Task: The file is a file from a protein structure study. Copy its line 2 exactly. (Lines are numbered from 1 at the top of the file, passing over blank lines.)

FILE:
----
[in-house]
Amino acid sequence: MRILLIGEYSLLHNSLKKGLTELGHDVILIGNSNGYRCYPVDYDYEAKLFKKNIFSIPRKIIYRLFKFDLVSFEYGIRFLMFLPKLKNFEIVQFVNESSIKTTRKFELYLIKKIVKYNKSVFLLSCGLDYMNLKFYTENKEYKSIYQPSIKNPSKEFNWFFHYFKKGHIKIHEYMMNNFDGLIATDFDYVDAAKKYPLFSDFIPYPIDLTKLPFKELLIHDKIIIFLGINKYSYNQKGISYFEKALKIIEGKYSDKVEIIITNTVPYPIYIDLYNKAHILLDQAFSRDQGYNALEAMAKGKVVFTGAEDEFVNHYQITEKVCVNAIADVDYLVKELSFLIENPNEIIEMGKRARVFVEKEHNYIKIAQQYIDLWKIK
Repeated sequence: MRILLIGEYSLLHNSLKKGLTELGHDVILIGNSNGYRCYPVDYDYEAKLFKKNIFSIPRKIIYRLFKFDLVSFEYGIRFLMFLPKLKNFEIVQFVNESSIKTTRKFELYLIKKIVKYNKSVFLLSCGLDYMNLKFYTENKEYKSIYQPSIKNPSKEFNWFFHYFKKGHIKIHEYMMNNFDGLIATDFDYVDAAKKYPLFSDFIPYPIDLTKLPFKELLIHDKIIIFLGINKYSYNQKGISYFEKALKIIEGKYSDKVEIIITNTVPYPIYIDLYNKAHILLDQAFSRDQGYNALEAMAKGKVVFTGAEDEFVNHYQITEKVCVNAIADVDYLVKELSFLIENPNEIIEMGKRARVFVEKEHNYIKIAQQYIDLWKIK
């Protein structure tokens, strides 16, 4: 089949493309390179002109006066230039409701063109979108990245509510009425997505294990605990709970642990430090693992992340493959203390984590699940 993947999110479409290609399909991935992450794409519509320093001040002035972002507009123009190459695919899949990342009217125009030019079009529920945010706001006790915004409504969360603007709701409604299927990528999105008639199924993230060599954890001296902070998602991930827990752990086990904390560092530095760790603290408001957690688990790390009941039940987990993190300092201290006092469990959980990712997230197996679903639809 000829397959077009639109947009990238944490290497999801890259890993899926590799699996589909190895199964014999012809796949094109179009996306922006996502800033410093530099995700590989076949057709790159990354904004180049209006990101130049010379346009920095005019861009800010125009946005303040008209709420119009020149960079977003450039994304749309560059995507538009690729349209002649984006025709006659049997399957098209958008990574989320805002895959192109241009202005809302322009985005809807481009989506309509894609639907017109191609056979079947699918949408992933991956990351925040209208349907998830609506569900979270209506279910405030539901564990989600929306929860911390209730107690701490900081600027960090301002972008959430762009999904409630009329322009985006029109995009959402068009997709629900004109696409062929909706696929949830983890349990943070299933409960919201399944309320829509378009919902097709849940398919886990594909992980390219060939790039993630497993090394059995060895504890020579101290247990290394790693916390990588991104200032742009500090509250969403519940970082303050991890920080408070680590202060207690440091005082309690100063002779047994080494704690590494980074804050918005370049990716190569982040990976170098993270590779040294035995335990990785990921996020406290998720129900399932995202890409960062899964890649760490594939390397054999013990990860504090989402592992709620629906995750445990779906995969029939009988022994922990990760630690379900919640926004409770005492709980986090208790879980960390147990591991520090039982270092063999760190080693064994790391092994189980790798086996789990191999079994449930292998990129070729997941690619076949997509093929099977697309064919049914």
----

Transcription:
Amino acid sequence: MRILLIGEYSLLHNSLKKGLTELGHDVILIGNSNGYRCYPVDYDYEAKLFKKNIFSIPRKIIYRLFKFDLVSFEYGIRFLMFLPKLKNFEIVQFVNESSIKTTRKFELYLIKKIVKYNKSVFLLSCGLDYMNLKFYTENKEYKSIYQPSIKNPSKEFNWFFHYFKKGHIKIHEYMMNNFDGLIATDFDYVDAAKKYPLFSDFIPYPIDLTKLPFKELLIHDKIIIFLGINKYSYNQKGISYFEKALKIIEGKYSDKVEIIITNTVPYPIYIDLYNKAHILLDQAFSRDQGYNALEAMAKGKVVFTGAEDEFVNHYQITEKVCVNAIADVDYLVKELSFLIENPNEIIEMGKRARVFVEKEHNYIKIAQQYIDLWKIK